Tuesday, September 18, 2012

Joseph O'Callaghan to Voice of the Faithful: A New Catholic Reformation

As a companion piece to Anne Burke's Voice of the Faithful speech last week, which I posted yesterday, I'm now posting Joseph O'Callaghan's comments to the VOTF gathering as he received the Saint Catherine of Siena award on 14 September.  As with Anne Burke's speech, Joe O'Callaghan's commentary comes to us by way of Jerry Slevin--and I'm very grateful both to Jerry and to Joe for their generosity in seeing that this material is made available to Bilgrimage readers.  Joseph O'Callaghan is a professor emeritus of history from Fordham University, author of Electing Our Bishops (Lanham, MD: Rowman & Littlefield, 2007), and a leader of the active Bridgeport, Connecticut, VOTF group.  His presentation as he received the Saint Catherine of Siena award follows:

My very dear friends,

I am deeply honored to be a recipient of the St. Catherine of Siena Award. I want to share it, however, with my sisters and brothers of Voice of the Faithful in the Diocese of Bridgeport, many of whom are here this evening. The award is theirs as much as it is mine. Each one of them has unselfishly contributed his or her special gifts to the reform and renewal of the Church that we love. 

It is fitting that this award should be named for St. Catherine of Siena, for she, like us, lived during an unsettled period in the life of the Church. For seventy years in the fourteenth century the popes abandoned the bishopric of Rome, their primary responsibility, and took up residence at Avignon in southern France. Recognizing how wrong that was, Catherine admonished Pope Gregory XI and eventually persuaded him to return to Rome.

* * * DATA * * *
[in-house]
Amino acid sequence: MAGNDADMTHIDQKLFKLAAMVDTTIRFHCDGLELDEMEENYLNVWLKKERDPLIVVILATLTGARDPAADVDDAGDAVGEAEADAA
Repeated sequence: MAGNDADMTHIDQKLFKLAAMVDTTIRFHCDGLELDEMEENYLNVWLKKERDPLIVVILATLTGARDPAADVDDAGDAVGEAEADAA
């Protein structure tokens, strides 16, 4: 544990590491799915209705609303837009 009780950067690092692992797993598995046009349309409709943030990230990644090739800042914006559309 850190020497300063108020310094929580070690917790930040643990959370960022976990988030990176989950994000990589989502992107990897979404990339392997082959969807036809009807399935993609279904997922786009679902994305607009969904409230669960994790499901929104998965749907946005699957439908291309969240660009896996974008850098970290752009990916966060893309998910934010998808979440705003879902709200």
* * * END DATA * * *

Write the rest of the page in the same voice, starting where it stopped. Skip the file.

Our Church today is buffeted by similar turbulence. The Church in which we grew up is collapsing. I believe that that is the work of the Holy Spirit who is deliberately pulling down the edifice built on clericalism and hierarchy, an edifice that Jesus would find incomprehensible. 

Yet, amid the wreckage that now afflicts the institutional Church, Catholics everywhere, and most especially our brave and courageous nuns,  continue to do the work of Jesus Christ, feeding the hungry, caring for the poor, the sick, and the elderly, and speaking out against war and militarism. The beauty of the Church, when viewed through the lens of the commitment of its followers to the transformation of our society, is still there for all to see.

We are in the early stages of a New Catholic Reformation, a time of unease and instability and confusion. Yet the seeds of reform are there, transforming the Church, restoring its pristine beauty, and giving it a new luster. That process of renewal will continue long after most of us have passed through the gates of Paradise to see God, no longer darkly, but face to face. 

We cannot now conceive of the many aspects of that renewed and reformed Church, but let me suggest some possibilities.

The Church that we envision will, at last, reveal the full flowering of the spirit of Vatican II. Rather than a hierarchical Church dominated by celibate males, our Church will truly be manifest as the People of God.

Our Church will acknowledge, once and for all, that all of us, men and women, are equally disciples of Jesus and, by virtue of our baptism, have a full right to participate in every aspect of the life of the Church, administrative, economic, liturgical, theological, and pastoral. 

  Our Church, after so many centuries of denial, will acknowledge that women, the primary transmitters of the faith ever since Mary Magdalene first proclaimed the good news of the Resurrection, are made in the image and likeness of God and are truly called to serve God in every phase of ministry.
Our Church, casting aside centuries of homophobia, will warmly embrace our gay brothers and sisters, whose nature is the work of a good God who creates only good things.